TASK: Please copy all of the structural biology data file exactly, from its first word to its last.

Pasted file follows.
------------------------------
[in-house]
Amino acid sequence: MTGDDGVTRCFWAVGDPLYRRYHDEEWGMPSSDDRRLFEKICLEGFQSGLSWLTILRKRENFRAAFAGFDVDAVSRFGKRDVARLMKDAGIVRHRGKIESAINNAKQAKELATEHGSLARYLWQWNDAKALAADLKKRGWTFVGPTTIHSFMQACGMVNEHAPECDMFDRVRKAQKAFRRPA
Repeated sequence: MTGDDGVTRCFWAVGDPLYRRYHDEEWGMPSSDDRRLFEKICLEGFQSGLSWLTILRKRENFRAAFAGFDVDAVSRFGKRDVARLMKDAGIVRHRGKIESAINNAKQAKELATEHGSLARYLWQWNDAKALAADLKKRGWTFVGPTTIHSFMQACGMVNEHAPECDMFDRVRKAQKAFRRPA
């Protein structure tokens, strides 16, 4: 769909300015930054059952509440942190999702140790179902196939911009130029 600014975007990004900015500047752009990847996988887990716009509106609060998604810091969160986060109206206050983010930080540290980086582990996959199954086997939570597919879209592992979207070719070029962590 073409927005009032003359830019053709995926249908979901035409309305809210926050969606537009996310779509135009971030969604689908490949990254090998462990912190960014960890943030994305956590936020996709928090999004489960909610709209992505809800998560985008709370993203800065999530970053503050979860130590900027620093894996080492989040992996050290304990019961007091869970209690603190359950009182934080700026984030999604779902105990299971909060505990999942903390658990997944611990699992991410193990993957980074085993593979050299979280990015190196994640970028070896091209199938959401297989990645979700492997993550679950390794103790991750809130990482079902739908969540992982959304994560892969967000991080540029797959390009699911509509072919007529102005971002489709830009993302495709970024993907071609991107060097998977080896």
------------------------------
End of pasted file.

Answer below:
[in-house]
Amino acid sequence: MTGDDGVTRCFWAVGDPLYRRYHDEEWGMPSSDDRRLFEKICLEGFQSGLSWLTILRKRENFRAAFAGFDVDAVSRFGKRDVARLMKDAGIVRHRGKIESAINNAKQAKELATEHGSLARYLWQWNDAKALAADLKKRGWTFVGPTTIHSFMQACGMVNEHAPECDMFDRVRKAQKAFRRPA
Repeated sequence: MTGDDGVTRCFWAVGDPLYRRYHDEEWGMPSSDDRRLFEKICLEGFQSGLSWLTILRKRENFRAAFAGFDVDAVSRFGKRDVARLMKDAGIVRHRGKIESAINNAKQAKELATEHGSLARYLWQWNDAKALAADLKKRGWTFVGPTTIHSFMQACGMVNEHAPECDMFDRVRKAQKAFRRPA
């Protein structure tokens, strides 16, 4: 769909300015930054059952509440942190999702140790179902196939911009130029 600014975007990004900015500047752009990847996988887990716009509106609060998604810091969160986060109206206050983010930080540290980086582990996959199954086997939570597919879209592992979207070719070029962590 073409927005009032003359830019053709995926249908979901035409309305809210926050969606537009996310779509135009971030969604689908490949990254090998462990912190960014960890943030994305956590936020996709928090999004489960909610709209992505809800998560985008709370993203800065999530970053503050979860130590900027620093894996080492989040992996050290304990019961007091869970209690603190359950009182934080700026984030999604779902105990299971909060505990999942903390658990997944611990699992991410193990993957980074085993593979050299979280990015190196994640970028070896091209199938959401297989990645979700492997993550679950390794103790991750809130990482079902739908969540992982959304994560892969967000991080540029797959390009699911509509072919007529102005971002489709830009993302495709970024993907071609991107060097998977080896």